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Re: Open/Closed or Somewhere-in-between source?

Tue Jun 05, 2012 8:48 pm

MrBunsy wrote:I feel slightly more informed now, even if I still don't entirely understand how Stallman arrived at his conclusions. His software tax idea, and discounting of any economic argument for propriety software make him seem to be very utopian and, frankly, not really on the real world.
I would tend to agree with you there.

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Re: Open/Closed or Somewhere-in-between source?

Tue Jun 05, 2012 11:04 pm

Now this looks like that my post spinned an unwanted but necessary discussion about open source. I could say my say on the topic.

My obsession to open source stems from emotional basis. It's builded in my identity because of what I've experienced.

Long time ago, I started my programming hobby with Visual Basic v.5 and C++, when I got some books and student edition of Visual Studio from my big sister, who had finished from school. Shortly after that I wrote my first programs. The key thing here is that I did not paid for microsoft products, anyway my parents wouldn't have had money to pay for my programming education anyway. From that I slowly slid to open source programming environments and linux. It took quite lot of time to banish the bad habits and helplessness that I had gotten from using visual studio for years.

Certain sort of software, particularly programming environments and operating systems, are so valuable that nobody can pay for what they're worth. Potential of such software may even become exposed only if their sources stay free for anyone to study, review and change. I also, would never deny tools from those who can't purchase them due to golden rule of societies - do what you'd like to be done for yourself.

Besides children not getting what they deserve, there's going to be particular potential for future of computing to stagnate if you close the source of particular software such as kernels, compilers, modelling suites. People will become dependent to your tool, yet they cannot look inside it or change it!

Now at least to the learning aspect you could say kids could just pirate the software. Though that'd be hypocritical statement as the same sort of people who want closed source also want to prevent piracy to increase their profits! Besides, great learners will always need to go and analyse their tools when they get to that. Eventually the tool doesn't do enough, what you want or you are otherwise interested to see how a real programming environment works internally.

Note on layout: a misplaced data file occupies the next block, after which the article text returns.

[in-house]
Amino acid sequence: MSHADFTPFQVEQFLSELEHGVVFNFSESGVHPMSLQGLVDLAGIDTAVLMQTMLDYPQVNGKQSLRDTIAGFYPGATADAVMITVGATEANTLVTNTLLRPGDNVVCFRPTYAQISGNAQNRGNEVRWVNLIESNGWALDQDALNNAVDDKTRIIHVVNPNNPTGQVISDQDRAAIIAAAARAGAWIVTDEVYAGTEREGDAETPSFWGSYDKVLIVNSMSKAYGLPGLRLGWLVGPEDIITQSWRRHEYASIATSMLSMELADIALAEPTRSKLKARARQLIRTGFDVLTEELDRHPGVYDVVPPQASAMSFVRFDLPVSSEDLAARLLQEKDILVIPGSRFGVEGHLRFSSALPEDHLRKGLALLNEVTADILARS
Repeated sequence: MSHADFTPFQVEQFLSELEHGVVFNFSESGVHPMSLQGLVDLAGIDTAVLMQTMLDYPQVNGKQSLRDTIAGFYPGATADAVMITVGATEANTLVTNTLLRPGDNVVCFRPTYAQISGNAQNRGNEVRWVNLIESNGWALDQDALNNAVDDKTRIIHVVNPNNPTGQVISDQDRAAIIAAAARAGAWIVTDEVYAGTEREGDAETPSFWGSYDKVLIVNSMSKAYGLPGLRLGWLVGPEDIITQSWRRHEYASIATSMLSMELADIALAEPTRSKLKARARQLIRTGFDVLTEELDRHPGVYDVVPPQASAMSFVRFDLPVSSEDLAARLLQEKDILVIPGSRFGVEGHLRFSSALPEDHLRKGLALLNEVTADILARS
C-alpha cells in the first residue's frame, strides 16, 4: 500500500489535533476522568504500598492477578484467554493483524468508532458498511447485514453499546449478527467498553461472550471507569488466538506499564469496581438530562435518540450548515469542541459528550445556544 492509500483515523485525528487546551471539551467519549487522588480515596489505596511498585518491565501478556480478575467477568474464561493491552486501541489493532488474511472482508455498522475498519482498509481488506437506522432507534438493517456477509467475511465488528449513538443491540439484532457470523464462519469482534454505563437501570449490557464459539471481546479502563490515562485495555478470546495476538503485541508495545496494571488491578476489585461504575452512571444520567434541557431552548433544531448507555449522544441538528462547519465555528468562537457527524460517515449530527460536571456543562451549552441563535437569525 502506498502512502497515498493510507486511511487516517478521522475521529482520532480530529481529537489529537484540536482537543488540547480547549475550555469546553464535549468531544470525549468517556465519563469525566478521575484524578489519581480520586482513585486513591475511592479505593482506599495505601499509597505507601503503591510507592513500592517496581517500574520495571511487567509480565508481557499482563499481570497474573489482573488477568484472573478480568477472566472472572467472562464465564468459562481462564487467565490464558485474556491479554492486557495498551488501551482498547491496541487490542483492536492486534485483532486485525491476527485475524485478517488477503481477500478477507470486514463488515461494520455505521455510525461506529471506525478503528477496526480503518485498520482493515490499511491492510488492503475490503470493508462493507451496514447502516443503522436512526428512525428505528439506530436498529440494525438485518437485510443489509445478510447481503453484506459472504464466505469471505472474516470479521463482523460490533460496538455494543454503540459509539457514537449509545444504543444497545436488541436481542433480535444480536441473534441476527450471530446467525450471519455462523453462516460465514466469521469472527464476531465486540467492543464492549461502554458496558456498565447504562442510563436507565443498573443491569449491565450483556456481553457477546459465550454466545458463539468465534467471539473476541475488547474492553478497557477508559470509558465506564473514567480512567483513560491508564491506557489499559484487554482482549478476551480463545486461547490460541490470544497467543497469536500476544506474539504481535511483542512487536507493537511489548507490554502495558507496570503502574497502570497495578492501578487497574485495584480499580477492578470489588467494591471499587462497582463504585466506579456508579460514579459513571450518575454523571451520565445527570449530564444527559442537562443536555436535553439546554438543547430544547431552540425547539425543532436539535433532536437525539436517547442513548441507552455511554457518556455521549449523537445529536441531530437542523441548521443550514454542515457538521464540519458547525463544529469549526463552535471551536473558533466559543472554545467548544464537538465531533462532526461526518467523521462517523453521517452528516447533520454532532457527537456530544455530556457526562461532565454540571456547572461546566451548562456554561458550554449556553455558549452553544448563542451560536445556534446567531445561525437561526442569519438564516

I also think piracy is an laudable and praiseworthy act. It deprives hopeless idiots of their 'intellectual property', helps things preserve for future generations, make people happy, spreads information (by definition), ensures freedom of speech (if there ever become a valid way to stop piracy then it'll be subsequently gamed for sinister deeds).

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Re: Open/Closed or Somewhere-in-between source?

Wed Jun 06, 2012 2:39 am

cheery wrote: Besides children not getting what they deserve, there's going to be particular potential for future of computing to stagnate if you close the source of particular software such as kernels, compilers, modelling suites. People will become dependent to your tool, yet they cannot look inside it or change it!

Now at least to the learning aspect you could say kids could just pirate the software. Though that'd be hypocritical statement as the same sort of people who want closed source also want to prevent piracy to increase their profits! Besides, great learners will always need to go and analyse their tools when they get to that. Eventually the tool doesn't do enough, what you want or you are otherwise interested to see how a real programming environment works internally.

I also think piracy is an laudable and praiseworthy act. It deprives hopeless idiots of their 'intellectual property', helps things preserve for future generations, make people happy, spreads information (by definition), ensures freedom of speech (if there ever become a valid way to stop piracy then it'll be subsequently gamed for sinister deeds).